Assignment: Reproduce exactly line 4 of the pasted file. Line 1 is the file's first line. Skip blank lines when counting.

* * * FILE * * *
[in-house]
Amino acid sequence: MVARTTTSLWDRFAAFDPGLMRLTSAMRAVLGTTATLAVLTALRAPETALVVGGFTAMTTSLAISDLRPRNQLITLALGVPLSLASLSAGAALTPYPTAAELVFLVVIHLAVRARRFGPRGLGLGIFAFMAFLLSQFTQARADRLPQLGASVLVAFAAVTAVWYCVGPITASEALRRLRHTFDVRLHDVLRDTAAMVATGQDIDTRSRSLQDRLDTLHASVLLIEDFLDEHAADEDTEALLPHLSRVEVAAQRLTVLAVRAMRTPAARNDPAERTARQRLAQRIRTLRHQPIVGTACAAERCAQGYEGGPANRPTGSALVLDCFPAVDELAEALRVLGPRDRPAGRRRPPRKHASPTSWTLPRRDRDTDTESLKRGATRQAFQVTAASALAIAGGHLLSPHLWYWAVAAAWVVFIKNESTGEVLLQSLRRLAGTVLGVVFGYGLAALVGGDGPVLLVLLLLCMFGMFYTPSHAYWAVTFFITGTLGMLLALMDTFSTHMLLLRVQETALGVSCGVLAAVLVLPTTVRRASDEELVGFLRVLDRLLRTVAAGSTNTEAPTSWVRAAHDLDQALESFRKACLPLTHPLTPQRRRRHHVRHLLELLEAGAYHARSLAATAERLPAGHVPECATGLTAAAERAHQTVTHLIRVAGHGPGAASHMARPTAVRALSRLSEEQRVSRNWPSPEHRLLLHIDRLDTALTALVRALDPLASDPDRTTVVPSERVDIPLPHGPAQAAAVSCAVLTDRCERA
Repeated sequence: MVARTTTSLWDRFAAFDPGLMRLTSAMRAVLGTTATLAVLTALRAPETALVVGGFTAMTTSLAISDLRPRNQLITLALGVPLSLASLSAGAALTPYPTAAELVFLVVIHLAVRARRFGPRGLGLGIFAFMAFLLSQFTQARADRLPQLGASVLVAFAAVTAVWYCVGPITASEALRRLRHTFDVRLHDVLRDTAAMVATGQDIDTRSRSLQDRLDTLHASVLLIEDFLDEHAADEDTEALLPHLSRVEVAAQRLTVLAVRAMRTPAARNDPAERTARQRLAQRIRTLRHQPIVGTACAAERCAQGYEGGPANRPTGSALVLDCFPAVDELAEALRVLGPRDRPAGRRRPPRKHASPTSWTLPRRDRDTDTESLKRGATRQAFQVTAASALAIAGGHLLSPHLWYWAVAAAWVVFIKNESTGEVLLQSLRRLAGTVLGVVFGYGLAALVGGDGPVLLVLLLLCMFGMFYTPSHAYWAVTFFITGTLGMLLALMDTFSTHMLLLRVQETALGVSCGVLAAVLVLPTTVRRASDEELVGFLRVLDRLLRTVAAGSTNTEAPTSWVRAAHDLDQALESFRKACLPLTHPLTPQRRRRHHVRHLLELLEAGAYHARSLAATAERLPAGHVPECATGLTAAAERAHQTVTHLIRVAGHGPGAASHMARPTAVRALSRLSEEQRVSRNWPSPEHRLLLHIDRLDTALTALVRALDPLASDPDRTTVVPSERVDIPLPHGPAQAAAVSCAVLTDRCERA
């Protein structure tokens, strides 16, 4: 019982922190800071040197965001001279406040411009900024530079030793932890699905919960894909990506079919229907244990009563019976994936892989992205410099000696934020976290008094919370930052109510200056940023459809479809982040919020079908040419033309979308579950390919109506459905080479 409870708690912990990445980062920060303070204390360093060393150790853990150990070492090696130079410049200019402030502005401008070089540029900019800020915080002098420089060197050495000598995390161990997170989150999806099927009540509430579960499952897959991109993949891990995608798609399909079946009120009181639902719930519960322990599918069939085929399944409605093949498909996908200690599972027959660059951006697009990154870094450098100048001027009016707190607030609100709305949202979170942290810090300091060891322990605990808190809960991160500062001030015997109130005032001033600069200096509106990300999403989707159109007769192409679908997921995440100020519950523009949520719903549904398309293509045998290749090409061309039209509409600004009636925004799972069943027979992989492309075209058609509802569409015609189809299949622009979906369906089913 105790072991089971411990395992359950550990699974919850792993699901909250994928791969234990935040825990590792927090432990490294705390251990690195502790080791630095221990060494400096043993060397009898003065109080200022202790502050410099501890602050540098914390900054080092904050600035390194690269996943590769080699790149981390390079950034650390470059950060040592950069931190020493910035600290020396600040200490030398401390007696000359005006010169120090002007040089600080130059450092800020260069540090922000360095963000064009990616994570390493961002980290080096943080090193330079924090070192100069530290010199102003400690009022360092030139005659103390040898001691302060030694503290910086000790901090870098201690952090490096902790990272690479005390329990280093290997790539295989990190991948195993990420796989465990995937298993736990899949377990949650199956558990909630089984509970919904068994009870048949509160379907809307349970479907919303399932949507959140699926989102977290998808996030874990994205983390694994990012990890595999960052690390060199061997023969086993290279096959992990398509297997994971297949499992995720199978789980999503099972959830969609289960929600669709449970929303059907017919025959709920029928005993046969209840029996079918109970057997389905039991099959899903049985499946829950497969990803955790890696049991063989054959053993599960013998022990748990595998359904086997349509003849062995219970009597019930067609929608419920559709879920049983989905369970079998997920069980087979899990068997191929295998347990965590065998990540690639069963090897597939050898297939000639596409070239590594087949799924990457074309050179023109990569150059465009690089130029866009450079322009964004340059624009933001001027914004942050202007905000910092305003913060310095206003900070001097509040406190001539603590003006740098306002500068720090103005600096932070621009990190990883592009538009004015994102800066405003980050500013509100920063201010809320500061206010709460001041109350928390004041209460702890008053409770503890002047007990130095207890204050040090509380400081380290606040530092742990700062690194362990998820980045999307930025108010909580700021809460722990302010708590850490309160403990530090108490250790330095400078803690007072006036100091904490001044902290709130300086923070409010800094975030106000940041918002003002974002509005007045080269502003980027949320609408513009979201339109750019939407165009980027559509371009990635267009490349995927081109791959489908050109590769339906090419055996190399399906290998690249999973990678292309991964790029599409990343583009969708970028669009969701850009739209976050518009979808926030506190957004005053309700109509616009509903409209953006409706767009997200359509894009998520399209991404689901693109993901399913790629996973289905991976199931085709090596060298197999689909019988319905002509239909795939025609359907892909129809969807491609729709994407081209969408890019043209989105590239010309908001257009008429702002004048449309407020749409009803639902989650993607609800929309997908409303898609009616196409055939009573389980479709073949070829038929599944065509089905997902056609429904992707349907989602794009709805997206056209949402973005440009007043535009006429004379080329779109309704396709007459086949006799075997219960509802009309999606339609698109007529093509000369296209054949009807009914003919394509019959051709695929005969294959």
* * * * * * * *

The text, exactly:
């Protein structure tokens, strides 16, 4: 019982922190800071040197965001001279406040411009900024530079030793932890699905919960894909990506079919229907244990009563019976994936892989992205410099000696934020976290008094919370930052109510200056940023459809479809982040919020079908040419033309979308579950390919109506459905080479 409870708690912990990445980062920060303070204390360093060393150790853990150990070492090696130079410049200019402030502005401008070089540029900019800020915080002098420089060197050495000598995390161990997170989150999806099927009540509430579960499952897959991109993949891990995608798609399909079946009120009181639902719930519960322990599918069939085929399944409605093949498909996908200690599972027959660059951006697009990154870094450098100048001027009016707190607030609100709305949202979170942290810090300091060891322990605990808190809960991160500062001030015997109130005032001033600069200096509106990300999403989707159109007769192409679908997921995440100020519950523009949520719903549904398309293509045998290749090409061309039209509409600004009636925004799972069943027979992989492309075209058609509802569409015609189809299949622009979906369906089913 105790072991089971411990395992359950550990699974919850792993699901909250994928791969234990935040825990590792927090432990490294705390251990690195502790080791630095221990060494400096043993060397009898003065109080200022202790502050410099501890602050540098914390900054080092904050600035390194690269996943590769080699790149981390390079950034650390470059950060040592950069931190020493910035600290020396600040200490030398401390007696000359005006010169120090002007040089600080130059450092800020260069540090922000360095963000064009990616994570390493961002980290080096943080090193330079924090070192100069530290010199102003400690009022360092030139005659103390040898001691302060030694503290910086000790901090870098201690952090490096902790990272690479005390329990280093290997790539295989990190991948195993990420796989465990995937298993736990899949377990949650199956558990909630089984509970919904068994009870048949509160379907809307349970479907919303399932949507959140699926989102977290998808996030874990994205983390694994990012990890595999960052690390060199061997023969086993290279096959992990398509297997994971297949499992995720199978789980999503099972959830969609289960929600669709449970929303059907017919025959709920029928005993046969209840029996079918109970057997389905039991099959899903049985499946829950497969990803955790890696049991063989054959053993599960013998022990748990595998359904086997349509003849062995219970009597019930067609929608419920559709879920049983989905369970079998997920069980087979899990068997191929295998347990965590065998990540690639069963090897597939050898297939000639596409070239590594087949799924990457074309050179023109990569150059465009690089130029866009450079322009964004340059624009933001001027914004942050202007905000910092305003913060310095206003900070001097509040406190001539603590003006740098306002500068720090103005600096932070621009990190990883592009538009004015994102800066405003980050500013509100920063201010809320500061206010709460001041109350928390004041209460702890008053409770503890002047007990130095207890204050040090509380400081380290606040530092742990700062690194362990998820980045999307930025108010909580700021809460722990302010708590850490309160403990530090108490250790330095400078803690007072006036100091904490001044902290709130300086923070409010800094975030106000940041918002003002974002509005007045080269502003980027949320609408513009979201339109750019939407165009980027559509371009990635267009490349995927081109791959489908050109590769339906090419055996190399399906290998690249999973990678292309991964790029599409990343583009969708970028669009969701850009739209976050518009979808926030506190957004005053309700109509616009509903409209953006409706767009997200359509894009998520399209991404689901693109993901399913790629996973289905991976199931085709090596060298197999689909019988319905002509239909795939025609359907892909129809969807491609729709994407081209969408890019043209989105590239010309908001257009008429702002004048449309407020749409009803639902989650993607609800929309997908409303898609009616196409055939009573389980479709073949070829038929599944065509089905997902056609429904992707349907989602794009709805997206056209949402973005440009007043535009006429004379080329779109309704396709007459086949006799075997219960509802009309999606339609698109007529093509000369296209054949009807009914003919394509019959051709695929005969294959």